UTC outlines utilities’ unique communication network requirements
The Utilities Telecom Council (UTC) recently released a report, and corresponding webinar, that articulates the key requirements utilities and communications service providers must meet in order to provide the reliable, robust, secure and ubiquitous communications that utilities require to build smart energy grids. The study, “Utility Communications Needs: Key Factors That Impact Utility Communications Networks,” provides the technical factors that utilities and their technology partners must take into account to deliver critical utility communication services, such as high reliability, higher bandwidth, very low latency, ubiquitous coverage, tight security and uninterrupted power supplies.
While utilities hope to be rewarded 30 MHz of spectrum, Cynthia Brumfield, director of research, said the UTC study doesn’t discuss spectrum issues. Instead, it addresses the key technical and operational standards that must be met to develop a reliable, robust network. Brumfield said UTC researchers looked at several factors, drilled down technical considerations, and found it is essential for utility communications networks is to provide at least 99.9% reliability coupled with uninterrupted backup power.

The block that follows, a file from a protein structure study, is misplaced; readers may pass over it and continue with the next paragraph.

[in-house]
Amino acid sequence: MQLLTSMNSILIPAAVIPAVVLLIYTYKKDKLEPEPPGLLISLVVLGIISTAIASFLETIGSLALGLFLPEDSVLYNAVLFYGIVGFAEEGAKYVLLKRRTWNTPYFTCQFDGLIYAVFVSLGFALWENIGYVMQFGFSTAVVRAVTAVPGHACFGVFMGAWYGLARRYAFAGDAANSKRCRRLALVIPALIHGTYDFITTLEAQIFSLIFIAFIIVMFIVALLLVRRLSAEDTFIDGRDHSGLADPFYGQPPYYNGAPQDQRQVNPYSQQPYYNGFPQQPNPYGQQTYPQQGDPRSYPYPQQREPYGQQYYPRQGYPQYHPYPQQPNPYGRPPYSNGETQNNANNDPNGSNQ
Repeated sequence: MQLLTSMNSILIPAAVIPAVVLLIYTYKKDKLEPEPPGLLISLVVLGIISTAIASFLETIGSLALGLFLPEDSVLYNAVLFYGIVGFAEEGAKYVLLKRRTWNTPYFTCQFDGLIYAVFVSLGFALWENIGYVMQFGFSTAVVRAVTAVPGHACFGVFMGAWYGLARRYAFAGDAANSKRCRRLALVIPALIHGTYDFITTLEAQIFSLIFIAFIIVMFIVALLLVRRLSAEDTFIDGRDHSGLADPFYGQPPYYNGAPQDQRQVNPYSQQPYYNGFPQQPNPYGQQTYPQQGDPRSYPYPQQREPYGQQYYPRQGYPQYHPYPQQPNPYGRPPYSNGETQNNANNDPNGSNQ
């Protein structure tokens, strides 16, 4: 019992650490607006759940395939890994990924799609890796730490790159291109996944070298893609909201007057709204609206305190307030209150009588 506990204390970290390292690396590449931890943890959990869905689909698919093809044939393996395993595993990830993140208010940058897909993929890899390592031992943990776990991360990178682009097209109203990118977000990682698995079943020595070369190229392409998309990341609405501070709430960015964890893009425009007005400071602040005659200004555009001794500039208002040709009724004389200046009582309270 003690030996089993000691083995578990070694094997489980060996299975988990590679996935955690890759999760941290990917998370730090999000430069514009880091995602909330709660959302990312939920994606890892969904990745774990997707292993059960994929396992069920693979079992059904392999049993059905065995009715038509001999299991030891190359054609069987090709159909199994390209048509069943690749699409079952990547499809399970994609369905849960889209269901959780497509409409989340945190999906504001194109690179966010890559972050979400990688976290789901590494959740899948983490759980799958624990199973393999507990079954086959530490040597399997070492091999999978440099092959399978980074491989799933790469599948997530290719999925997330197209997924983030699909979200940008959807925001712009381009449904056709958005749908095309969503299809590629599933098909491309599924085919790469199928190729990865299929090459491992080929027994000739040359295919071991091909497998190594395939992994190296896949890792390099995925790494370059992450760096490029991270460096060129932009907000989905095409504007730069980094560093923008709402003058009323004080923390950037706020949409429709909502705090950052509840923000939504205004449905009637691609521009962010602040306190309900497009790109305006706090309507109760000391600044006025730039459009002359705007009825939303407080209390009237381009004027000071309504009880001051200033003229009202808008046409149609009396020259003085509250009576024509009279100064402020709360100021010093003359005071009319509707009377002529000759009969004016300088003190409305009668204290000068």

“Those are the key factors that distinguish utility networks from other communication networks,” she said. “Because the electric grid is so contingent on its communication system, if you don’t have those pieces in place you are placing the grid at risk.”
Brumfield said commercial communications service providers face increased opportunities to work in partnership with utilities to build out networks. However, to be successful, the providers must meet the industry’s needs for reliability and cost requirements. She said there is a notion that utilities build their own networks because of the aforementioned reasons, such as uninterruptible backup power, which is not something most communication service providers emphasize.
“So I think there’s this notion that you have utility networks that are completely separate from public communication networks,” Brumfield said. “What we found through research is they are already relying on outside telecom providers for a lot of their communication services and, moving forward, there is a lot of opportunity for outside providers to meet the utility industry’s growing needs because smart grid is going to expand those needs.”